FRANKLINTON – Participants heard reports on a variety of research during a field day at the LSU AgCenter’s Southeast Research Station last week.
Topics covered during the Oct. 30 event ranged from the importance of conducting research in cooperation with other universities to the need for farmers to be concerned about biosecurity in their operations.
During the field day, Dr. Mike McCormick, the LSU AgCenter’s research coordinator at the Southeast Station, explained that cooperation is an essential element in carrying out research projects that affect dairy producers in the region.
"We are working closely with the faculty at Mississippi State University to share the expense of carrying out a lot of the research that each university once conducted independently," McCormick said, explaining that such cooperation saves money for taxpayers in both states while providing producers with a broader range of experts conducting research.
The LSU AgCenter’s Southeast Research Station was established in 1944 on 840 acres of Coastal Plain soil is located west of Franklinton. The station has 220 dairy cows involved in its various research projects.
"We are one of the few southern land-grant schools with decentralized faculty," Dr. Bill Richardson, chancellor of the LSU AgCenter, said in his opening remarks about how the AgCenter serves clientele across Louisiana. "They are out on research stations like this one, in parish offices across the state and out in the field where you need them."
The field day involved tours of outdoor research plots, as well as indoor discussions, to provide information to cattle producers on topics ranging from the potential of alfalfa production in the Florida Parishes to early detection of lame cows in dairy herds.
The three field tour stops focused on the prevention of parasites in herds, an overview of alfalfa baleage research at the station and heat stress research on confined dairy cows.
LSU AgCenter forage specialist Dr. Ed Twidwell presented information from research that he has conducted over the past year on alfalfa production and the possible opportunity area farmers have in producing such a hay crop.
Twidwell said most dairy producers in the southeastern part of the state import their alfalfa hay either from Texas or Oklahoma at a cost of about $200 per ton.
"What we’re trying to do in this part of the state is grow alfalfa and use it as baleage, where you cut the crop and wrap it up at about 50 percent moisture," Twidwell said.
The LSU AgCenter specialist said alfalfa is a high input crop, but this year his research shows that the crop produced about four tons per acre at a value of about $720 per acre.
"When you subtract the $500 that it cost to produce that acre, the producer actually comes out about $220 ahead," Twidwell explained, cautioning, however, that there is no guarantee such results would be obtained every year. "But this crop does make the production of alfalfa look promising."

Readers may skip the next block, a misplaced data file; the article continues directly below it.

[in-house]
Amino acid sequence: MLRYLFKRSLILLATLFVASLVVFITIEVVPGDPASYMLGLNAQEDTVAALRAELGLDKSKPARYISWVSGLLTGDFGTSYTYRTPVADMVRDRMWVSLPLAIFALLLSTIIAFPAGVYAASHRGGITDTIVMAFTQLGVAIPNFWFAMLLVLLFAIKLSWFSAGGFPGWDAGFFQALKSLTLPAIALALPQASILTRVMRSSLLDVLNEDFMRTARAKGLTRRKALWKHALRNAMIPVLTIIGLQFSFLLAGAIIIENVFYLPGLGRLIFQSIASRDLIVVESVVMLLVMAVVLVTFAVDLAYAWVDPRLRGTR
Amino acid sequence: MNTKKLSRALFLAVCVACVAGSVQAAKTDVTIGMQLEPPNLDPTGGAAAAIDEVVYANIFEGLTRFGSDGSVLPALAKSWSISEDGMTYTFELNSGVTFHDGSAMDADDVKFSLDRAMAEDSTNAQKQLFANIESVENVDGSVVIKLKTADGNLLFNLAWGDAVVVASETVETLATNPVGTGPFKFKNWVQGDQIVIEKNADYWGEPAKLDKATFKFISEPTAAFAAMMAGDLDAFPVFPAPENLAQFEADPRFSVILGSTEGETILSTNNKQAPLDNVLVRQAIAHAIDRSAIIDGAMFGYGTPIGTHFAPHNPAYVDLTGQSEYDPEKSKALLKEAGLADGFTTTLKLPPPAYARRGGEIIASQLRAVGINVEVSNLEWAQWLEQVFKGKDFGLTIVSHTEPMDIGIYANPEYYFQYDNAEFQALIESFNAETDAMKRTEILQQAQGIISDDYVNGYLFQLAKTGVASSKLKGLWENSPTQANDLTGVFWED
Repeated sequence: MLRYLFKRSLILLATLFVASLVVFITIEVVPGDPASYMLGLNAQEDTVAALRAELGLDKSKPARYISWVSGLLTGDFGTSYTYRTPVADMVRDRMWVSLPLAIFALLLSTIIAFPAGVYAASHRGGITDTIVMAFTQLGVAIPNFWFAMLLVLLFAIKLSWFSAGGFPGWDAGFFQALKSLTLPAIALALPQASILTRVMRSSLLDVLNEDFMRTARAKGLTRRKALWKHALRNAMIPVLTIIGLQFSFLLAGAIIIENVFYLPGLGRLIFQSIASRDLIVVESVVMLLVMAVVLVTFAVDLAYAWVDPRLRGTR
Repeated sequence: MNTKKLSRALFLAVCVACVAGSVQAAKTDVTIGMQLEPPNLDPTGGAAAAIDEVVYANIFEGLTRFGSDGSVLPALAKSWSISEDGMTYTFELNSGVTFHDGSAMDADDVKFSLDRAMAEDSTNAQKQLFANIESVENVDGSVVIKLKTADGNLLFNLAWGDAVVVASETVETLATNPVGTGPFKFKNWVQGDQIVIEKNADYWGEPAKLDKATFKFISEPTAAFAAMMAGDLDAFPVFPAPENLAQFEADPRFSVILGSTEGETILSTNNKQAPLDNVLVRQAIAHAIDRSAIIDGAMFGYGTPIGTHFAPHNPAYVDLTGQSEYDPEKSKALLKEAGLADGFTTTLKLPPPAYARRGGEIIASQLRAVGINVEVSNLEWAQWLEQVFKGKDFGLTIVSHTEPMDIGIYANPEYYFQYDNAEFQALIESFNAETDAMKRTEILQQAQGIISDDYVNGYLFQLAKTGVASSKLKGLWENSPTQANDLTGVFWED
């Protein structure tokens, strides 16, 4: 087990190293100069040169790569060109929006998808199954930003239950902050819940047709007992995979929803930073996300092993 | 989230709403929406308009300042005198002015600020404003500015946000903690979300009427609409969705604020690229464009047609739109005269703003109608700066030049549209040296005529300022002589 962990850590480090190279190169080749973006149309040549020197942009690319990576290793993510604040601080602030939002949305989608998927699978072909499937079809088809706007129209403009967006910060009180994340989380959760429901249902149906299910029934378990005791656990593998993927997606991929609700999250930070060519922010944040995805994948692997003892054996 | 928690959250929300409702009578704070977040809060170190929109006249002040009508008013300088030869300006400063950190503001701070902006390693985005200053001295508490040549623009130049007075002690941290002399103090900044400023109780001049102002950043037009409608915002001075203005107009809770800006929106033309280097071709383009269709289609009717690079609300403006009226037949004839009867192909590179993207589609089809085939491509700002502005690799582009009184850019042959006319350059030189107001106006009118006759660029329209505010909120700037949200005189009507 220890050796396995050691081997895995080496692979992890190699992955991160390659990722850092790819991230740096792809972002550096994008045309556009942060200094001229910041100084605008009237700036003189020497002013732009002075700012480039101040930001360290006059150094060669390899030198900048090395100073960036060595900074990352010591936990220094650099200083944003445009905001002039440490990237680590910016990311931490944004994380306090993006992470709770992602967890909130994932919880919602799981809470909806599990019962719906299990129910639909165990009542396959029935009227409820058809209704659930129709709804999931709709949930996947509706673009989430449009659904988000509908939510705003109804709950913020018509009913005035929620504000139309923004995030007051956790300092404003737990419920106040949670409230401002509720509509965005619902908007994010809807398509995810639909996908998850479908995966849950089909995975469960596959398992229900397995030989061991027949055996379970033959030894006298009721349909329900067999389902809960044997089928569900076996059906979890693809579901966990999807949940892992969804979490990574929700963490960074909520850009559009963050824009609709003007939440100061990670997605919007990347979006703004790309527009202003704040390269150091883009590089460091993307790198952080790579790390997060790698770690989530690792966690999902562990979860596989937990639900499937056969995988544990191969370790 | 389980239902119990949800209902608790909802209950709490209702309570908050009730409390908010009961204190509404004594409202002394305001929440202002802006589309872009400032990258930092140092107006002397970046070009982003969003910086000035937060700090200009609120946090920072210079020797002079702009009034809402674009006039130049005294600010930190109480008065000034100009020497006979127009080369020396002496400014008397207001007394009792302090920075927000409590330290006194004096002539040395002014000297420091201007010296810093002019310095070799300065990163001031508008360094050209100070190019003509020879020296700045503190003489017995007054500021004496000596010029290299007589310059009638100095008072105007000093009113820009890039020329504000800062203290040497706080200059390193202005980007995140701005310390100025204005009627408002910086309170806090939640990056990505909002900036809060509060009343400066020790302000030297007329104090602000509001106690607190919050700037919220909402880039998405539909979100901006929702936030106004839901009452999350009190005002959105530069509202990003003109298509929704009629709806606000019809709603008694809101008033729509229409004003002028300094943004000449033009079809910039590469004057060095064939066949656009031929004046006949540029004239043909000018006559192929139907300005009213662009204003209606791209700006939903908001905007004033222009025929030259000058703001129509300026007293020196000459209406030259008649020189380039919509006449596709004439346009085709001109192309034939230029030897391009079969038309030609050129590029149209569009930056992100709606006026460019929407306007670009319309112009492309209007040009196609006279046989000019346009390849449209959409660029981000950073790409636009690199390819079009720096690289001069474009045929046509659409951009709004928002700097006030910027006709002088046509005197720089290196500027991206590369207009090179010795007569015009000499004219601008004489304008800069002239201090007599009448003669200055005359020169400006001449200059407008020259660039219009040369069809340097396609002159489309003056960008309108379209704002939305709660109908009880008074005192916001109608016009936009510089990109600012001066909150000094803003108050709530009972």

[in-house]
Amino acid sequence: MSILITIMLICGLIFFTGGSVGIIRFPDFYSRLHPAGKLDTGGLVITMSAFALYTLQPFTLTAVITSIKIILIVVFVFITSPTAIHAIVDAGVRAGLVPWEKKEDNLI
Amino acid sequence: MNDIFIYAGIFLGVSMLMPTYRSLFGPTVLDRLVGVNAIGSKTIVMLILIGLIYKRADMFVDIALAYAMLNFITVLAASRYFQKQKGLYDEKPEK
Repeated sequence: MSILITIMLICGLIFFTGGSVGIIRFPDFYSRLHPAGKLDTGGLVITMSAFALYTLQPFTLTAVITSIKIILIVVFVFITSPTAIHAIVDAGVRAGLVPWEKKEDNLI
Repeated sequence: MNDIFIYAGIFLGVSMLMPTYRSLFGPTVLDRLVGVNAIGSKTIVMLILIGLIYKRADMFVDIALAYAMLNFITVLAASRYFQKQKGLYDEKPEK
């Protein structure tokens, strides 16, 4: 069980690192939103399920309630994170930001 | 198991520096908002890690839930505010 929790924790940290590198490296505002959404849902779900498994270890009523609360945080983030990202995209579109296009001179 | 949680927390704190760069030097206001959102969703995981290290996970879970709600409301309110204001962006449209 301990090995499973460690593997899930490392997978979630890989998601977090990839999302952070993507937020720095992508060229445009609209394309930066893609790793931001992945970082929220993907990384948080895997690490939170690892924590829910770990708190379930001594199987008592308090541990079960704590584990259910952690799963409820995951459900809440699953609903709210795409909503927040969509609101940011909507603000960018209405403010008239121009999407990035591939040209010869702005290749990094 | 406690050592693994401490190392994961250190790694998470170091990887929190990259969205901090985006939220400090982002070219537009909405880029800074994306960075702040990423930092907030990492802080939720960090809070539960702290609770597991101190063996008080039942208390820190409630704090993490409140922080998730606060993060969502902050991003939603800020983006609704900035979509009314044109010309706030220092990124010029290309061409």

One of the biggest disadvantages to alfalfa production is the moisture in South Louisiana.
"Typically in the summer we get lots of late afternoon thunderstorms that pop up and rain on the cut alfalfa, and this causes a lot of nutrient loss," Twidwell said. Many of the farmers in the area raise ryegrass for hay and have fewer problems from moisture.
In other reports during the field day, Dr. Angelica Chapa, Mississippi State University’s dairy specialist, discussed research she’s involved with that puts a score on the amount of lameness being experienced by dairy cows and how this affects milk production.
"We’re looking at how lameness affects economics – such as higher medical cost, higher culling rates, decreased milk production and increased reproduction problems," Chapa said.
Reducing infectious diseases that affect reproduction was the topic covered by LSU AgCenter veterinarian Dr. Steve Nicholson.
Nicholson explained that the concept of biosecurity on a farm refers to trying to prevent any infectious diseases – not just those that could come from acts of terrorism or disease outbreaks imported from other countries.
"We just want to remind the producers about diseases like brucellosis, leptospirosis, ‘vibrio’ and ‘trich,’ Nicholson said, explaining that while brucellosis is thought to have been eradicated from the state, leptospirosis is still here – and that people also are susceptible to this disease.
As for the "vibrio" disease, Nicholson said this bacterial infection is transmitted through the reproductive process of the animals, and he cautioned producers to be careful when buying bulls – or using the services of bulls – over three or four years of age. The disease is passed from a bull to a cow, and it causes cows to be infertile until they build up an immunity to the disease.
"The greatest impact is on the cow, the embryo and the developing fetus," Nicholson said.
Contacts: Mike McCormick at (985) 839-2322 or email@example.com
Steve Nicholson at (225) 578-2414 or firstname.lastname@example.org
Ed Twidwell at (225) 578-4564 or email@example.com
Writer: Johnny Morgan at (504) 838-1170 or firstname.lastname@example.org